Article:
AN understanding of the career pathway model requires some familiarity with its origins, as well as the ways in which policy, research and practices have shaped the model. The ideas and strategies underlying the career pathway model reflect major advances in the secondary and post-secondary education, work force, and human services arena.
Post-secondary education is increasingly a prerequisite for entering any professional field. However, escalating costs coupled with rising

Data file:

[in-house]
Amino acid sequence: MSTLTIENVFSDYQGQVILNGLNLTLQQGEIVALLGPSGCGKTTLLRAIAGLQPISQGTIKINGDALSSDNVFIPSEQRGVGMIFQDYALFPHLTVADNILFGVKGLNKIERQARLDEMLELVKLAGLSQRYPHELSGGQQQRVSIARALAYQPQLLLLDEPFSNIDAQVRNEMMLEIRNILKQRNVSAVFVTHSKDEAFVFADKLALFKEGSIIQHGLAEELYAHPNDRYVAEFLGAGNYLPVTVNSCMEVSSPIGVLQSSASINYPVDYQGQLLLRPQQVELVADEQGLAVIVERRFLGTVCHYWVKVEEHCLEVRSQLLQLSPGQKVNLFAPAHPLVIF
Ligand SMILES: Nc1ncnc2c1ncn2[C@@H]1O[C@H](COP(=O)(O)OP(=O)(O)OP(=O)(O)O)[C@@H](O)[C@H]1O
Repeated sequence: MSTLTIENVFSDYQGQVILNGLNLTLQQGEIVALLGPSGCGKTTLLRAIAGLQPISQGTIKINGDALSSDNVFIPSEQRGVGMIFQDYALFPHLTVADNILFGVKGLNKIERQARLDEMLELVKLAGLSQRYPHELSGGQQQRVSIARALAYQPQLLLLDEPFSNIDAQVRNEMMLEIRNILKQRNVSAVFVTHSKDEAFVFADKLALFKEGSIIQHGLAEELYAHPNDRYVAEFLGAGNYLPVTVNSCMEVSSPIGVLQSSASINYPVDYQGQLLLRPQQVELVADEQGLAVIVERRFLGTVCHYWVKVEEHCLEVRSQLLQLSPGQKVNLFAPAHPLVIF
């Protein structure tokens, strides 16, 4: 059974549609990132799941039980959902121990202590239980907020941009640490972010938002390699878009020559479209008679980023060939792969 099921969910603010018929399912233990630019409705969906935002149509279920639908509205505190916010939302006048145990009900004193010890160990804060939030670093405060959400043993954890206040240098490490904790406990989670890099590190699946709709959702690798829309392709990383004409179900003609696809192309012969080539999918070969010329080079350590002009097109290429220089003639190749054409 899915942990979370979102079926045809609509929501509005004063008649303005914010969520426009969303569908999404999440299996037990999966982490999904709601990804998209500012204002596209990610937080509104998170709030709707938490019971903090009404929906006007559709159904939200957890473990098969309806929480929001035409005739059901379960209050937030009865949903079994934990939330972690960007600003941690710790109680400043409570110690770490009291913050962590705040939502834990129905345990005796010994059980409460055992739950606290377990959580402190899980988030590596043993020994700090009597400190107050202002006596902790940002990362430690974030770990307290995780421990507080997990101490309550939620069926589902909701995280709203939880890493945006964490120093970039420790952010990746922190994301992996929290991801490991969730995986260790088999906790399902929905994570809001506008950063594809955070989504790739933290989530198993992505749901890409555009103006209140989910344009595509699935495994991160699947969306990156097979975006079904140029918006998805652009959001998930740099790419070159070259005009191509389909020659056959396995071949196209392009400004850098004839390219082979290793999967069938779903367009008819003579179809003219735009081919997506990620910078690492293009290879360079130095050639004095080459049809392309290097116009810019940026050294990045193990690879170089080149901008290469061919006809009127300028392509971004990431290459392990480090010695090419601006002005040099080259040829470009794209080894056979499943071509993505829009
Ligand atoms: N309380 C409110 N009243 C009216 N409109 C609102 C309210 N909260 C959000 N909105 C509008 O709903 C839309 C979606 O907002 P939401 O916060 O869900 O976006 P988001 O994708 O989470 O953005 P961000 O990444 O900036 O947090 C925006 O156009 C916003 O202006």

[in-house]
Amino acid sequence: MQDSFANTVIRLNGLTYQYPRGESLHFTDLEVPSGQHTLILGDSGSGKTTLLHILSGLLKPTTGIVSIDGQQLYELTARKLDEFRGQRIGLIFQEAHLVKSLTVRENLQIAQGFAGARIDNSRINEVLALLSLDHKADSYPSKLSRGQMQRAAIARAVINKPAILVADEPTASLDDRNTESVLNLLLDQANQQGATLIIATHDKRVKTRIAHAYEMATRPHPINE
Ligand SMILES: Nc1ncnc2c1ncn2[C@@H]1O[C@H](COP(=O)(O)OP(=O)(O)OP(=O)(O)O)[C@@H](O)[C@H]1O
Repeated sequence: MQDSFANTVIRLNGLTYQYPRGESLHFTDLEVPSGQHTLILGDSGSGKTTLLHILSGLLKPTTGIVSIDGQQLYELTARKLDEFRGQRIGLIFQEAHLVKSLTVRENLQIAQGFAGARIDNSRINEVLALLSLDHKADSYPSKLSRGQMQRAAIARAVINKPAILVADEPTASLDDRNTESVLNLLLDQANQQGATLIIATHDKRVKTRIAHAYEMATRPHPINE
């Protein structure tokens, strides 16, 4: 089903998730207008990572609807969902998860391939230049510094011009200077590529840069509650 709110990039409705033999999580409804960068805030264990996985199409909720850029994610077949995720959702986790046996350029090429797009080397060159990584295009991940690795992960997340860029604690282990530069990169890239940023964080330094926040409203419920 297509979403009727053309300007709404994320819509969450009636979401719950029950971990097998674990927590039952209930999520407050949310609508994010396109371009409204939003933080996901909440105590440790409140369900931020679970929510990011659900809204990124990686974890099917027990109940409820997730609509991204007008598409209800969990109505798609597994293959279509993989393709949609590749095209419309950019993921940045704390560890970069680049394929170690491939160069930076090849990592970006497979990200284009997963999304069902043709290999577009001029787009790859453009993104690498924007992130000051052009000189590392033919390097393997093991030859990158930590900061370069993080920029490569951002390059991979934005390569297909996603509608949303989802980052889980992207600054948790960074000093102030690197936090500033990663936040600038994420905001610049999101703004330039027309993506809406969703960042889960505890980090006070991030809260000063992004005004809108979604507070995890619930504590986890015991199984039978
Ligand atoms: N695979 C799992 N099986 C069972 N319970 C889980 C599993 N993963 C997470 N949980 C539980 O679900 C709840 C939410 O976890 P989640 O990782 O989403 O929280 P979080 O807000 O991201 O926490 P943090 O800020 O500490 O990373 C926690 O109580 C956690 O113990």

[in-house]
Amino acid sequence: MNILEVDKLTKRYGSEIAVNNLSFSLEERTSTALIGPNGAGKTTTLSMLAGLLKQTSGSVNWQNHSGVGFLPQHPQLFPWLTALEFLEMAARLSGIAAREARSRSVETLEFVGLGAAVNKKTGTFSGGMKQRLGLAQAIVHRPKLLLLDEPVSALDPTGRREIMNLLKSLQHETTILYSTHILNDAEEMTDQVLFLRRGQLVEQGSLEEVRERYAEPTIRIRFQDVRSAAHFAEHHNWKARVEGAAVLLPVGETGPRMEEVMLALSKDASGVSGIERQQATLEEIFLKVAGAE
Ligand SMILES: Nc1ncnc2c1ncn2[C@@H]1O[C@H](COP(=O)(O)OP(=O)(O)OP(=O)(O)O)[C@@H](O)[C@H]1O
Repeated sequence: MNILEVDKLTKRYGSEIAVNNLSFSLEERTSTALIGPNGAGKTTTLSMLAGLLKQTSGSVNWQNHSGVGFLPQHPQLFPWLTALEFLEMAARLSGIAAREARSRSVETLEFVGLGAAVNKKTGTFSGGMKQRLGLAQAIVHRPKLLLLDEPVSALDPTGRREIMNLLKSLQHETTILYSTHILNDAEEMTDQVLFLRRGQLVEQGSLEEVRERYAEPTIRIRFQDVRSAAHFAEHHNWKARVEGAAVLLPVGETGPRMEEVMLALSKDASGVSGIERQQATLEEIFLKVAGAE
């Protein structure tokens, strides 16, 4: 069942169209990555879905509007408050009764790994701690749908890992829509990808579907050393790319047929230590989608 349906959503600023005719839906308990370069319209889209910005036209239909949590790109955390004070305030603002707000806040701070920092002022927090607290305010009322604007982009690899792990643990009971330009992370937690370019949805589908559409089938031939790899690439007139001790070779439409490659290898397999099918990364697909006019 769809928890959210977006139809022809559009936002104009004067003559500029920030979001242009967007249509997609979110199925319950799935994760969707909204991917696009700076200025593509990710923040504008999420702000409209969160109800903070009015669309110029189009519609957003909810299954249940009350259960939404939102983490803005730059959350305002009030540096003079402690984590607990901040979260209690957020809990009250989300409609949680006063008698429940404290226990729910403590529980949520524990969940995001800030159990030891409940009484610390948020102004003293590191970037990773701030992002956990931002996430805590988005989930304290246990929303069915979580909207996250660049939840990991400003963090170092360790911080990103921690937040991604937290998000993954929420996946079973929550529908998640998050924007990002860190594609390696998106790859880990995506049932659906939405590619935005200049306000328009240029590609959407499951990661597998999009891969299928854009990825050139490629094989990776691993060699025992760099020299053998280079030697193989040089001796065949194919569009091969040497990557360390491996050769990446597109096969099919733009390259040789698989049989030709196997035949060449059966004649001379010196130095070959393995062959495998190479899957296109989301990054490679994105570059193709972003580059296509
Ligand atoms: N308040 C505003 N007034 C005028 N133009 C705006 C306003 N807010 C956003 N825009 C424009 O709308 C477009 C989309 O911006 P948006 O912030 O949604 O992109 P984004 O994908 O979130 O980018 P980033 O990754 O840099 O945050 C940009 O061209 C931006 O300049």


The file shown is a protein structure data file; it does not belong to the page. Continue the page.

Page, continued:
uncertainty about college value are creating mounting pressure to increase transparency and improve outcomes within and across the post-secondary and workforce sectors. This pressure is stimulating innovation in public policy development because all the parties involved seek answers to basic questions about the value of post-secondary education, how to access and provide it, and what it means for individual and collective success.